In this sense, he pointed out that the actions undertaken by Guyana not only represent a violation of the Geneva Agreement signed in 1966, but also seeks to attack the Venezuelan economy, since this area contains 80,000 million barrels of oil.

“There is a violation of the Geneva Agreement by Guyana to allow transnational companies to work in the territory, with an area that has more than 80,000 million barrels of oil. This conflict cannot be seen as some sectors are seeing it, because it is not a simple litigation to distribute goods,” said Parra.

He indicated the need to call for national unity, as well as to convene the Council of State for the defense of the Essequibo, remaining on the basis of the Geneva Agreement, as the only way to achieve a peaceful and satisfactory solution for both parties and in favor of the peoples. “We have to take a fundamental step towards this challenge. The National Armed Forces, the Executive Power, the rest of the powers. From the Legislative Branch we make a call for national unity to face this difficult moment in the country.

To this call for unity was added the president of the Judiciary and magistrate of the Supreme Court of Justice (TSJ), Maikel Moreno, who asserted that Venezuela has never stopped claiming its right over the Essequibo. “Venezuela has never stopped claiming or losing the right it has over the Essequibo, it is recognized. The way is through the agreement that both nations signed,” Moreno stressed during the event.

The Geneva Agreement recognizes the sovereignty of Venezuela over the Essequibo, for which the Arbitration Award issued in 1899 in Paris, France, which illegally ceded this territory to British Guyana, was declared void.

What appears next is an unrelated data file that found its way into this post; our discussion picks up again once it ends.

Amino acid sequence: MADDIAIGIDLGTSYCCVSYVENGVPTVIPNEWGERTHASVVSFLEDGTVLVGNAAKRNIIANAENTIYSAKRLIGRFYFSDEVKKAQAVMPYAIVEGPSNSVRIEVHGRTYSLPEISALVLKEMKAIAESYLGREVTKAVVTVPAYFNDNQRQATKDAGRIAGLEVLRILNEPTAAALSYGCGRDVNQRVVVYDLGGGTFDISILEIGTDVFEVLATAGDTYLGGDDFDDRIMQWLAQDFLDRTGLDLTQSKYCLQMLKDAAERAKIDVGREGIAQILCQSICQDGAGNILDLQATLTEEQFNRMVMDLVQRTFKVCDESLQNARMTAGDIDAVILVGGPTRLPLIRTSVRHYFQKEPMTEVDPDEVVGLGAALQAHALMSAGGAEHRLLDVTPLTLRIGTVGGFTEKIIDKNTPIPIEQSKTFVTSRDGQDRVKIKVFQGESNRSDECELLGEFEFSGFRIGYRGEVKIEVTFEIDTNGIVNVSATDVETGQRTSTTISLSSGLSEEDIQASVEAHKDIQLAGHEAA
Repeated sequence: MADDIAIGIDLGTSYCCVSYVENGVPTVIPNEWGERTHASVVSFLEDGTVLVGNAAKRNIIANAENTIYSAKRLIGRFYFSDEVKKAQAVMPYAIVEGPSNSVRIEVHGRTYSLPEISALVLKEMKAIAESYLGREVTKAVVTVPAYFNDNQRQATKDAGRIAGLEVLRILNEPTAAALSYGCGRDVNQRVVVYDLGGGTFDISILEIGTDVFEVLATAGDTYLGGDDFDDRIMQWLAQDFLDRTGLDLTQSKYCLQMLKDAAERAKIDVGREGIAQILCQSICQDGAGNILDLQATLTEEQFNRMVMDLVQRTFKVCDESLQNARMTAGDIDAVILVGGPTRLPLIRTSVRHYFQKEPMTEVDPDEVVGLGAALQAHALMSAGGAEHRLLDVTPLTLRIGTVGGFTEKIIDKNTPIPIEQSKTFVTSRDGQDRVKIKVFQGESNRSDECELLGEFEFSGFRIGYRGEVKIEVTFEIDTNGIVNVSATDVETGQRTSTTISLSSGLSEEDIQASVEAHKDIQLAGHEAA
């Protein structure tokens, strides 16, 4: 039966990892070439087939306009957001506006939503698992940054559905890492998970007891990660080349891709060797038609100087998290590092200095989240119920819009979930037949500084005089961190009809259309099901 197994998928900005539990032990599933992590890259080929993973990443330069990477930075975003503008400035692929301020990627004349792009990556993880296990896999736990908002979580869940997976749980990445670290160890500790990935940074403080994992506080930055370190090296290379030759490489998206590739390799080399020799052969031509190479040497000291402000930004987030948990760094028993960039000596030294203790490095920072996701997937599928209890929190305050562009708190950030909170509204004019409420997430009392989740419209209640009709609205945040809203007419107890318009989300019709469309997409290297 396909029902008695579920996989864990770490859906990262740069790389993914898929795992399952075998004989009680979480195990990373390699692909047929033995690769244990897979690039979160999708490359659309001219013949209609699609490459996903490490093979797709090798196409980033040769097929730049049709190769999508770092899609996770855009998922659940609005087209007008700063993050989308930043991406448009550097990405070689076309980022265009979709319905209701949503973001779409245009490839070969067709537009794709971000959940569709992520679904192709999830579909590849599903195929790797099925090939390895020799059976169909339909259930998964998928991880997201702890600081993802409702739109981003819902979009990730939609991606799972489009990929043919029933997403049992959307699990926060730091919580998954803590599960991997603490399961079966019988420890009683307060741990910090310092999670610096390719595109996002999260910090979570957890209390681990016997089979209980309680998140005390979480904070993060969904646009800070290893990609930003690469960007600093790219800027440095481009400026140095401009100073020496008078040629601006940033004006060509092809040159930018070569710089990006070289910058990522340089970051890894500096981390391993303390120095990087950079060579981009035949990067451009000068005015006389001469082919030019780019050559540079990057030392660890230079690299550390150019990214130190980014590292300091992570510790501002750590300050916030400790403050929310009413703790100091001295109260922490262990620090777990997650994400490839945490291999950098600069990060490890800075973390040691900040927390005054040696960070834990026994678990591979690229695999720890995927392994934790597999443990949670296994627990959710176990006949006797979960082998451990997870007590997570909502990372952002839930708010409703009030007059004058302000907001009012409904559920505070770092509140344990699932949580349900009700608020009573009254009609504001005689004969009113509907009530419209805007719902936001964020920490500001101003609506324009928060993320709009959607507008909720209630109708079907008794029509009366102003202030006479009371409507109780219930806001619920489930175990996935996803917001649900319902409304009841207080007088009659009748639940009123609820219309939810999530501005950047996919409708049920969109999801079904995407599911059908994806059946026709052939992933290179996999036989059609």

The meeting was attended by the President of the Supreme Court of Justice (TSJ), Maiquel Moreno; the president of the National Assembly, Luis Parra; the sector vice-president for Political Sovereignty, Security and Peace, general-in-chief Vladimir Padrino López; the Minister for Peace Frontier, Major General Gerardo Izquierdo Torres; and the first vice president of the National Constituent Assembly (ANC), Tania Díaz. Also in attendance were the Vice Minister of Foreign Affairs for Multilateral Affairs, Alexander Yánez; the Attorney General of the Republic, Reinaldo Muñoz; the head of Strategic Operational Command (CEO), Remigio Ceballos, and other representatives of the National Executive.

Regarding this issue, President Nicolás Maduro has ratified the Geneva Agreement, since Venezuela ratifies that it does not recognize the jurisdiction of the International Court of Justice in the face of Guyana’s unilateral demand and reaffirms adherence to the Geneva Agreement.

In a statement from the Bolivarian government, published on June 20 of this year, it is emphasized that the Bolivarian republic of Venezuela reaffirms its historical and legal position of not recognizing the jurisdiction of the International Court of Justice in this particular case, to the once again reiterating the assurances to the Court of its highest appreciation and respect and, once again, sincerely invites the sister Cooperative Republic of Guyana to renew the negotiation to which both nations are bound by the Geneva Agreement under United Nation supervision.

The statement stresses that the Geneva Convention is the only international tool specially signed to govern the territorial controversy over Guiana Essequiba, with the purpose of reaching a friendly settlement, acceptable and satisfactory for both republics.

Featured image: Courtesy Venezuelan MFA

(Alba Ciudad)